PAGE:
In this painting, titled "L'image d'un Congo prospère et d'espoir" the artist, Makenge Mamungwa, alias SAPINart, has a vision of what his future home would look like. Although the Democratic Republic of Congo (DRC) is rich in natural resources, it remains one of the poorest countries in the world. But the artistic scene, on the other hand, shows a thriving and prosperous country.

"Congo Stars" exhibition: Congolese art from five decades

Marching against HIV/AIDS

Cheri Samba is one of the stars of Congolese art. He founded the "Zaire School of Popular Painting" in Kinshasa and has taken part in major international exhibitions since 1989. Through his works, he shows how he interacts with Congolese in their everyday life - from nightlife that features mainly music, to poverty, exploitation, and disease such as AIDS (French acronym "SIDA").

"Congo Stars" exhibition: Congolese art from five decades

Article 15, 1992

Bayangu Mayala, known as Maitre SYMS, learned screen printing and portraiture at Cheri Samba's art school before opening his own studio in 1977. He also devotes himself to the everyday concerns of the Congolese. in his piece "Article 15" he is refering to a popular Congolese joke, which, according to Article 15 of the Constitution states that everyone must take care of themselves.

"Congo Stars" exhibition: Congolese art from five decades

Nganda Tika Muana, 1992

Monsengo Kejwamfi, "Moke", is a self-taught painter. Today, he is one of the internationally best-known promoters of Congolese art. He sees himself as a "painter journalist". Many of his works show the typical beard-busting brand in Kinshasa, in which the mutual dependence of money and love in a patriarchal society is never concealed.

"Congo Stars" exhibition: Congolese art from five decades

Satellite King, 2012

Monsengo Shula began painting murals and commercial art as the assistant to his cousin Moke at the age of fifteen. "Roi satellite" refers to Zaire's short-lived but ambitious space program under Mobutu in the 1970s. Shulas "Afronauts", orbiting in colorful space suits, represent a future characterized by progress and prosperity.

"Congo Stars" exhibition: Congolese art from five decades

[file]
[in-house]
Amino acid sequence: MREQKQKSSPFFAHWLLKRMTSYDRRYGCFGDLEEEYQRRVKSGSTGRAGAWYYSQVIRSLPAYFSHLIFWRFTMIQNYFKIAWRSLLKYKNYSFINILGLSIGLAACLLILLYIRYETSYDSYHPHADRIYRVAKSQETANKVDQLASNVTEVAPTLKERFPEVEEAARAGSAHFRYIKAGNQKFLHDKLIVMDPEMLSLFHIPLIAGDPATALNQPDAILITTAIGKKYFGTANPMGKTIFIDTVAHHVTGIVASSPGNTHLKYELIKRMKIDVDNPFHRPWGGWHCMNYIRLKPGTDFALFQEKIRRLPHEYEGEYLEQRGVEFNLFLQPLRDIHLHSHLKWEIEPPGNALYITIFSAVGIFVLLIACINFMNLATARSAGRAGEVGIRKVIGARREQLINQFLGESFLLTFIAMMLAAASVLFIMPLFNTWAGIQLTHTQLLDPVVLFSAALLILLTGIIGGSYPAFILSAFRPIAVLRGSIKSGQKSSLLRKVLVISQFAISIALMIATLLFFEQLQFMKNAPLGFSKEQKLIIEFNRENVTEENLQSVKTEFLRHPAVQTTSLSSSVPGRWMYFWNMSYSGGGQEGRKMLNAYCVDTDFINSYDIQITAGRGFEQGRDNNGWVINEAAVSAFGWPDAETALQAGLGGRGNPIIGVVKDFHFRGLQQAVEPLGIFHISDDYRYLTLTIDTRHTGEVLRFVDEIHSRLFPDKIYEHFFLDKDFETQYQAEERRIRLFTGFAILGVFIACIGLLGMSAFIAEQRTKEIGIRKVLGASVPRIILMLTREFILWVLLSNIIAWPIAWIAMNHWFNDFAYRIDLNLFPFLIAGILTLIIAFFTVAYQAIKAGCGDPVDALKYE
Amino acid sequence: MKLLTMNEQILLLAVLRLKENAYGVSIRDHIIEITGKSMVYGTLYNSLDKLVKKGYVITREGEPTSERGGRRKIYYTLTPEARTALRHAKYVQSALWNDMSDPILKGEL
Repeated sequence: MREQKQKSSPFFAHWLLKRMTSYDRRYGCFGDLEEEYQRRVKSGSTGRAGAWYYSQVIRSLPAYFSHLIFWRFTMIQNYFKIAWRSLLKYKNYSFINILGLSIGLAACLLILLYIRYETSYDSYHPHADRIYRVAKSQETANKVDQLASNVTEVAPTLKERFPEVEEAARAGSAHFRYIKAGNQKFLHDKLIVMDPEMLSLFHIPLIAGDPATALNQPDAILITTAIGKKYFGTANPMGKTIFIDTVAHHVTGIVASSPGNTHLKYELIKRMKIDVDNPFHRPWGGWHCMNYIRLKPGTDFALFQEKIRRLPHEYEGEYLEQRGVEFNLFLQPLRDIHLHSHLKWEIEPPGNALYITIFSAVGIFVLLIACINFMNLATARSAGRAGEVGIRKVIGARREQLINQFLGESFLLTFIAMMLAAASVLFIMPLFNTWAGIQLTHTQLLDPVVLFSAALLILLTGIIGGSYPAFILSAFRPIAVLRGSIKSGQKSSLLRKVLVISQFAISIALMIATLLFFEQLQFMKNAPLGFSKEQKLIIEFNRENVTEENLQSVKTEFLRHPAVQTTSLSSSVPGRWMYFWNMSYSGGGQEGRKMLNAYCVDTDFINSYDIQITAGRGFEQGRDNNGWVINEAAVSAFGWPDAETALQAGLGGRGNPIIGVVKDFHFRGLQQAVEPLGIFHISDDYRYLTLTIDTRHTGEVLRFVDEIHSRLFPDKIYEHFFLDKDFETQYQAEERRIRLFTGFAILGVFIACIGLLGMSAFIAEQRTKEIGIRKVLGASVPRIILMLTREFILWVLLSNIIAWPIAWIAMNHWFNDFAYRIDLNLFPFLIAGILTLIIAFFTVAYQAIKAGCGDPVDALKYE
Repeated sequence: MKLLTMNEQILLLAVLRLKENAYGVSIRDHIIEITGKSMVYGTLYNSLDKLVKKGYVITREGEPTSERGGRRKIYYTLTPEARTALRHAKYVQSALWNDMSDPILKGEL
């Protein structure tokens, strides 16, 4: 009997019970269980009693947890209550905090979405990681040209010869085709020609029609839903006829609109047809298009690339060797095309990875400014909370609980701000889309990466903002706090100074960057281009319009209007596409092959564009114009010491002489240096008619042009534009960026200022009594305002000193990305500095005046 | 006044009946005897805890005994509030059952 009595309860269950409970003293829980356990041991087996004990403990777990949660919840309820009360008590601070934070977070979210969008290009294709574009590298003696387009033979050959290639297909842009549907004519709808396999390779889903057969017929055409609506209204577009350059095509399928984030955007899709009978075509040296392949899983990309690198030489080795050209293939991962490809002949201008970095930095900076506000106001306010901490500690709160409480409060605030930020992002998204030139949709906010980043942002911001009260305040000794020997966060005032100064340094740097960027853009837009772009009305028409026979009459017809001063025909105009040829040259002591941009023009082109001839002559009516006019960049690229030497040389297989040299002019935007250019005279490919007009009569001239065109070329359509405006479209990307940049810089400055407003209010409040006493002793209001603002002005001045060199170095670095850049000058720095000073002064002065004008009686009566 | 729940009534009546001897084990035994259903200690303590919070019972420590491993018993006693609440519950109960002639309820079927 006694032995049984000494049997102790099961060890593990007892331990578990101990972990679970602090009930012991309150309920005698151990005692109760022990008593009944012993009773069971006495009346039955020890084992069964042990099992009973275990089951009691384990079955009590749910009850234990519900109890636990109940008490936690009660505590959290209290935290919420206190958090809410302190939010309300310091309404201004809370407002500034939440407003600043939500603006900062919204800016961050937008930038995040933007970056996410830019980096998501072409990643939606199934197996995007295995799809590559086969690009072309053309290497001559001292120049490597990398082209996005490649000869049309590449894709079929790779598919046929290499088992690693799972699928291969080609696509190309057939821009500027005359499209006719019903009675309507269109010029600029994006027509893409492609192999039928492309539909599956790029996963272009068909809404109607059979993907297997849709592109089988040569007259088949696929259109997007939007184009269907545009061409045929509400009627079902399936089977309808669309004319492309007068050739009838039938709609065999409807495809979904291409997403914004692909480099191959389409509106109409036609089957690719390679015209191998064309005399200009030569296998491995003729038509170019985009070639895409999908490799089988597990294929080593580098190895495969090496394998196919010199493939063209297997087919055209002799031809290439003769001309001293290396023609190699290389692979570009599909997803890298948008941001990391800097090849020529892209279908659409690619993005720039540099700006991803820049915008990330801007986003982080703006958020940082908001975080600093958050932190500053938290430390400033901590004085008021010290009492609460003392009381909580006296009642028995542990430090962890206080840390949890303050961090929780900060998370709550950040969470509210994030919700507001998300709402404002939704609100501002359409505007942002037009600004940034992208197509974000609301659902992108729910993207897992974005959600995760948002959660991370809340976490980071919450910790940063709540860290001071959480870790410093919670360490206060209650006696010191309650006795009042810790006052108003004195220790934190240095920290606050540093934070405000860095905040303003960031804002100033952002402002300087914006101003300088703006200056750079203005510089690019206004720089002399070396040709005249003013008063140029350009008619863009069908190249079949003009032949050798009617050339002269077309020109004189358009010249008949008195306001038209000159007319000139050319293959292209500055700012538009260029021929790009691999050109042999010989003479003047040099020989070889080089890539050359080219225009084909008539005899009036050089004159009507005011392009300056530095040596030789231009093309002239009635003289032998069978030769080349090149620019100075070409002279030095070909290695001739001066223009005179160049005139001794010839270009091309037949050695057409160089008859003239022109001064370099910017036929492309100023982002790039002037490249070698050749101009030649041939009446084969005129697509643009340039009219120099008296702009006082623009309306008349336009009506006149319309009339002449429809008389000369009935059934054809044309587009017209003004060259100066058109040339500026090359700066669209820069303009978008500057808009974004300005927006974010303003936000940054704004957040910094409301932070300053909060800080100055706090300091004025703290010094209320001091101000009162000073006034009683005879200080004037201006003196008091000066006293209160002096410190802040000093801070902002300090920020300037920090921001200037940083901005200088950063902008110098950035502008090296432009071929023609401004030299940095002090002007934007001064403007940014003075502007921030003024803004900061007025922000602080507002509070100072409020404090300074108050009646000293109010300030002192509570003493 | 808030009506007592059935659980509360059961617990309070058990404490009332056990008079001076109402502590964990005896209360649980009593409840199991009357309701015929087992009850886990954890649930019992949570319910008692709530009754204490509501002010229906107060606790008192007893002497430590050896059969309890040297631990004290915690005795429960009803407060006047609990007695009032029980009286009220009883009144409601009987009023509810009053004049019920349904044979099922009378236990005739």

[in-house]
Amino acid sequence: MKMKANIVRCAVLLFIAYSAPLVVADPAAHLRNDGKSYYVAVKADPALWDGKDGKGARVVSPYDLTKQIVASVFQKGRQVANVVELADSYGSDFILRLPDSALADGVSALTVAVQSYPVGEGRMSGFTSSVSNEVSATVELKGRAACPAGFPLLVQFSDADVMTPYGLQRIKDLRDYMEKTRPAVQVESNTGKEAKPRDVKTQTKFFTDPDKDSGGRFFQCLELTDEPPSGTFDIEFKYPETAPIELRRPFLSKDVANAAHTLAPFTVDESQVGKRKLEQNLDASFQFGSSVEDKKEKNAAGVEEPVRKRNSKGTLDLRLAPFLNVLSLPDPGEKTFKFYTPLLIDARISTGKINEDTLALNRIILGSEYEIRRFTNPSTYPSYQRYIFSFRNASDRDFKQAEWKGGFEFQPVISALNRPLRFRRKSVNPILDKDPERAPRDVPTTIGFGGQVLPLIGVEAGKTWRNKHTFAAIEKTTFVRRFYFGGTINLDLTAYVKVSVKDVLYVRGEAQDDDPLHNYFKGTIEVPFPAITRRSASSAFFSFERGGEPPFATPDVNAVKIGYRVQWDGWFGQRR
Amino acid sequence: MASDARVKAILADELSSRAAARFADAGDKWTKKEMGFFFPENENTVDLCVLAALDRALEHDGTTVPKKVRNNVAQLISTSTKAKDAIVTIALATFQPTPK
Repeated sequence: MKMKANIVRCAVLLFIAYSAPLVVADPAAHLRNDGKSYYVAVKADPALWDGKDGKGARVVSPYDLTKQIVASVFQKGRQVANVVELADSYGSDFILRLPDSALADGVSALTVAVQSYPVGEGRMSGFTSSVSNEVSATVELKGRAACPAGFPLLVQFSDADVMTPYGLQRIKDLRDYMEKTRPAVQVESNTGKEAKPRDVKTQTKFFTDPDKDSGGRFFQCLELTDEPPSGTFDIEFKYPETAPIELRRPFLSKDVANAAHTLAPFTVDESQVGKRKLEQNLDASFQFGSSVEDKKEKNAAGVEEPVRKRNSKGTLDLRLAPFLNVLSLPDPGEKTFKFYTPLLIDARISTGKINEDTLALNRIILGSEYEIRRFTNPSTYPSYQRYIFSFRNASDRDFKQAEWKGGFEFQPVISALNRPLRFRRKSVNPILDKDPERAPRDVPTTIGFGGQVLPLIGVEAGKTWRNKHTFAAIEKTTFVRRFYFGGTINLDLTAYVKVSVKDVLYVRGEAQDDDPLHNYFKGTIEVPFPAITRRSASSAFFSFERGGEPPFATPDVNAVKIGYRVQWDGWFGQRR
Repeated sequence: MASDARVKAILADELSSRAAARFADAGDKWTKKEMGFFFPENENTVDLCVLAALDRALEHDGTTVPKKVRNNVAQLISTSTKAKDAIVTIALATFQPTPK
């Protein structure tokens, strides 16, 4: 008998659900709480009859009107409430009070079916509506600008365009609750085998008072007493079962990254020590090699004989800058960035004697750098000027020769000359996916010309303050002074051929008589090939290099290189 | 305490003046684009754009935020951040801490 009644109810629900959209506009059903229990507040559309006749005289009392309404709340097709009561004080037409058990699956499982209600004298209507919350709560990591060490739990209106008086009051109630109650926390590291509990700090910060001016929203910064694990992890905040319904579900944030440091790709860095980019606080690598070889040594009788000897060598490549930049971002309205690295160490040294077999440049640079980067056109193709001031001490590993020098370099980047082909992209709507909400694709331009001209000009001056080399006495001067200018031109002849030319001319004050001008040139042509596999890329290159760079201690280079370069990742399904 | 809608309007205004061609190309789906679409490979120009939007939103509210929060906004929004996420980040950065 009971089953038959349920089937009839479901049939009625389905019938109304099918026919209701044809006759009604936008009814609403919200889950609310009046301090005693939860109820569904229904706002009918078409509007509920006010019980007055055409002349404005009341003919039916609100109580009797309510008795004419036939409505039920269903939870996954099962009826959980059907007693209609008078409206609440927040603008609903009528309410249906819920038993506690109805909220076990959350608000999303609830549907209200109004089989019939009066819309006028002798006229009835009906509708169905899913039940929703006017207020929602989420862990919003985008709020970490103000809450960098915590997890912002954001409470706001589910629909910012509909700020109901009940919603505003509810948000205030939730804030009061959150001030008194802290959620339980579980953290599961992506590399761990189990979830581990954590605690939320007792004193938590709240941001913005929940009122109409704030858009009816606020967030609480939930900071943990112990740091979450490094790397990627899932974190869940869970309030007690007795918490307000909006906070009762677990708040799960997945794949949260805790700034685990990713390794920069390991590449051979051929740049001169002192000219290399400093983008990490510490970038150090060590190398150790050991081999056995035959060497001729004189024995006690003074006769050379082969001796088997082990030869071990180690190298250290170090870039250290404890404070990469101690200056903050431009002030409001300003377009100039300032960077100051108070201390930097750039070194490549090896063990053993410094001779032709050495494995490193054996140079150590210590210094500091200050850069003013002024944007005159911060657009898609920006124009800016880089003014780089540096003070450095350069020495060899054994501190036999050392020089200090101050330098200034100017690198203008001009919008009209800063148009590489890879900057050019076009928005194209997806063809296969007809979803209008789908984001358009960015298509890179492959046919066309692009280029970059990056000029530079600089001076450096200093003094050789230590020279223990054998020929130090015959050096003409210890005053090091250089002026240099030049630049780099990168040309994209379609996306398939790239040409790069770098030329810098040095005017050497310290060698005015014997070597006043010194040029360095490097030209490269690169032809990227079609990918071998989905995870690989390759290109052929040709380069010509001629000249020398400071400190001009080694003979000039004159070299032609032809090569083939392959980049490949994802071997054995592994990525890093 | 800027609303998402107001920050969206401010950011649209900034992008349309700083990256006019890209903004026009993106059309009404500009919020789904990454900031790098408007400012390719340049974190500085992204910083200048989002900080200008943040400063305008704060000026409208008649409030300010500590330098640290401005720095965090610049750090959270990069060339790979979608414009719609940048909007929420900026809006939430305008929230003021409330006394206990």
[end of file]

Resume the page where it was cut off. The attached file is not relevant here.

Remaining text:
Mami Wata, 1962

One of the oldest paintings at the exhibition is by Kayembe F. The mermaid-like hybrid being is always accompanied by a snake and is considered a seducer as well as the cause of suffering. Ironically, with her fair complexion, the mermaid symbolically represents the pursuit of prosperity and a life of luxury.

"Congo Stars" exhibition: Congolese art from five decades

An Imaginary Trip, # 11, 2006

Inspired by her father's photographic work, Gosette Lubondo devoted herself to studio photography while studying graphic design at the Académie des Beaux-Arts de Kinshasa. In her photo series "Imaginary Trip" she deals with the need to travel (by train), which has always been very difficult in DR Congo due to the lack of connections.

"Congo Stars" exhibition: Congolese art from five decades

Los Galacticos, 2010

Joseph Kinkonda, (Cheri Cherin) also studied at the "Académie des Beaux-Arts de Kinshasa". Among his teachers was the Austrian artist Peter Weihs. In the 1970s they arose the "peinture populaire", a popular form of art features known personalities and villains alike. Cheri Cherin uses humor as one way for art lovers to critically reflect on the country's problems.

"Congo Stars" exhibition: Congolese art from five decades

Ko bungisa mbala mibale (Second Loss), 2017

Eddy Kamuanga Ilunga founded M'Pongo studio with like-minded artists in 2011. In the series "Perte de repères" (Loss of References) he deals with the period after independence when there was loss of identity and the economic consequences of deindustrialization. His works and those of other artists will be on display at the Tübingen art gallery until the end of June.